Tuesday, 14 February 2017

Gaming in Brussels

Elaine and I visited our friend, Graham, in Brussels for a long weekend. It has been years since we were last there. Plenty of good food, wine and beer was consumed, and we had a trip out to Ghent as well. On the Saturday, Graham and I sat down to play wargames, whilst Elaine went into town to view some Brueghel’s.

Graham has a gaming room and, what is most impressive, are the pair cabinets he had custom made to accommodate his figures. Each had a footprint of 4’x3’ and a dozen draws sized to fit 15mm figures, plus a few deeper draws for 28mm figures etc. Each draw had been fitted with a steel lined bottoms so magnetised bases can be used. I was most jealous! For the last decade or so, Graham has been into Flames of War (FoW) and he plays competitively, winning many competitions. His figure collection for FoW is extensive, and they are beautifully painted and modelled (again, he has trophies for ‘Best Painted Army’ on his cabinets). I have never really gotten into FoW; I’ve played half a dozen games about 6/7 years ago, didn’t particularly like the rules, so dropped out. I do have the rules and some 2nd-hand codexes etc. (bought mainly for the artwork), but I’m not sure about which edition they relate to. In addition, I’m very much not a competitive gamer, this aspect of the hobby holds little attraction for me. Therefore I was expecting a drubbing, especially because Graham usually beats me whatever game/rules we are using! Graham drew up some army lists (1,750 points?), we diced for which to use, and diced for the scenario etc.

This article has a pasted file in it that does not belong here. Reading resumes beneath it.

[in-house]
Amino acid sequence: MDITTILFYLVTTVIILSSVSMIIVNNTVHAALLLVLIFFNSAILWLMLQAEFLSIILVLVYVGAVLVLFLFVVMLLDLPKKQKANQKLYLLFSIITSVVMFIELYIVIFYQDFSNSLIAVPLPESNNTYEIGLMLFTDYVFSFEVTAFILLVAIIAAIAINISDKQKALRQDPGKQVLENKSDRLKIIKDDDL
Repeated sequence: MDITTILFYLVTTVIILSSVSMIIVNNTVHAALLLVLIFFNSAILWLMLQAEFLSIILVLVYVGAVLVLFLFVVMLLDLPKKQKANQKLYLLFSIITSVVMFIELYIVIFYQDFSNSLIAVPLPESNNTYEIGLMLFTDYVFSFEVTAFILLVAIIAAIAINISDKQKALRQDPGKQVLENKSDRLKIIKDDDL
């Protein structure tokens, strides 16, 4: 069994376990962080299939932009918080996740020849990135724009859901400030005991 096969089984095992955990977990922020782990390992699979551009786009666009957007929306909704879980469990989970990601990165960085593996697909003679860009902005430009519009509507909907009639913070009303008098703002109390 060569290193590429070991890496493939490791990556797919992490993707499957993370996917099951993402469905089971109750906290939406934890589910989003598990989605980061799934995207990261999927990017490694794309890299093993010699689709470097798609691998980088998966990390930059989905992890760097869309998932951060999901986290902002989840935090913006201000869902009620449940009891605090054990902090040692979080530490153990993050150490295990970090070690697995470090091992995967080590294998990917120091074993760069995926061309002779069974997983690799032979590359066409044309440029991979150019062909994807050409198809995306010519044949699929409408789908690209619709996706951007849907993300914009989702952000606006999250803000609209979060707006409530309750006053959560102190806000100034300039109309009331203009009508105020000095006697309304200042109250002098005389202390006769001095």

The first game (sorry no photos, I forgot my camera) was an Early War (1940) clash between French (me) versus Italian (Graham). I was the defender in the ‘Fighting Withdrawal’ scenario. My force was a deep(?) recon company with lots of Panhard a/c, a few Hotchiss tanks, some infantry and artillery. Graham had plenty of M-13 tanks(?) (not sure about Italian tank designations), recon m/c and infantry, plus artillery, and most scary, some lightly armoured flamethrower tanks. From Graham’s pre-game chat, it seemed my task was to stay alive because I would have to withdraw platoons from turn 3. If I survived to turn 6 and 7 I could then remove objective markers so long as I controlled them. I understand the basics of FoW but Graham knows the factors by heart, so I relied on him to compute the factors and tell me how many dice to roll and what scores I required. I don’t know the ‘cheesy’ mechanics/rules that arise in competitive play. I decided to focus my thoughts and plans squarely on the objectives of the mission; no rash moves or actions for me! I sat my artillery (good AT factor) on the objective marker on my left flank, and used most of my platoons to defend the 2 other objectives on the other flank. Graham sent his whole force against these 2 objectives. I soon discovered how poorly armoured a Panhard a/c is, and quickly resorted to hiding if possible. Luckily the gun on the Panhard is not bad, so I took out many Italian tanks in return.  The flame tanks did not turn out to be as scary as I first thought, but they did keep me on edge for most of the game. Withdrawing platoons is key and I was fortunate to be able to pull out weakened Panhard platoons before they broke through losses. I resisted an urge to charge one Panhard platoon into the Italian gun-lines and held back (unusual for my normal gaming style). By turn 6, I still held the objectives. I removed the first objective marker just before Graham closed in on it, and got the second marker off as well. Now I just had to stay alive for victory. I moved my depleted forces back towards my secure left flank and away from the onrushing Italians. Foolishly I allowed Graham to get one clear shot at a unit, and any losses could have remove them, breaking my company morale and handing victory to the Italians. The ‘Dice Gods’ saved me! Victory was mine, but that mistake in the final turn could have cost me everything! I was amazed to win, and I think it was down to concentrating solely on the victory conditions of the scenario, and ignoring other attractive, aggressive opportunities.